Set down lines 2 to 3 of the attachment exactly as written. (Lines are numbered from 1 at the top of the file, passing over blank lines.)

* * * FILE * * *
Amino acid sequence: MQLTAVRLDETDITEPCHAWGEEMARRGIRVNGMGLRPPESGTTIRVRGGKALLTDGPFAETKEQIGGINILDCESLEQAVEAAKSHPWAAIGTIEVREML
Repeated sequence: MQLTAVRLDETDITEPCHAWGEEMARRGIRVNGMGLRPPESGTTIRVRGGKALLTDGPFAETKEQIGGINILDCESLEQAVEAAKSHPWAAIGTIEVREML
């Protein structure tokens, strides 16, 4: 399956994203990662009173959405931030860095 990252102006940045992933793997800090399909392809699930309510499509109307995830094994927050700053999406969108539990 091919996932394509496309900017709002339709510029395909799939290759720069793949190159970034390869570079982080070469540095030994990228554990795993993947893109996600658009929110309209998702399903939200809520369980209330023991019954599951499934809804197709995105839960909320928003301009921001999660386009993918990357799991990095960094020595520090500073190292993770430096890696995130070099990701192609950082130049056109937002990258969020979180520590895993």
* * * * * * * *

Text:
Repeated sequence: MQLTAVRLDETDITEPCHAWGEEMARRGIRVNGMGLRPPESGTTIRVRGGKALLTDGPFAETKEQIGGINILDCESLEQAVEAAKSHPWAAIGTIEVREML
């Protein structure tokens, strides 16, 4: 399956994203990662009173959405931030860095 990252102006940045992933793997800090399909392809699930309510499509109307995830094994927050700053999406969108539990 091919996932394509496309900017709002339709510029395909799939290759720069793949190159970034390869570079982080070469540095030994990228554990795993993947893109996600658009929110309209998702399903939200809520369980209330023991019954599951499934809804197709995105839960909320928003301009921001999660386009993918990357799991990095960094020595520090500073190292993770430096890696995130070099990701192609950082130049056109937002990258969020979180520590895993």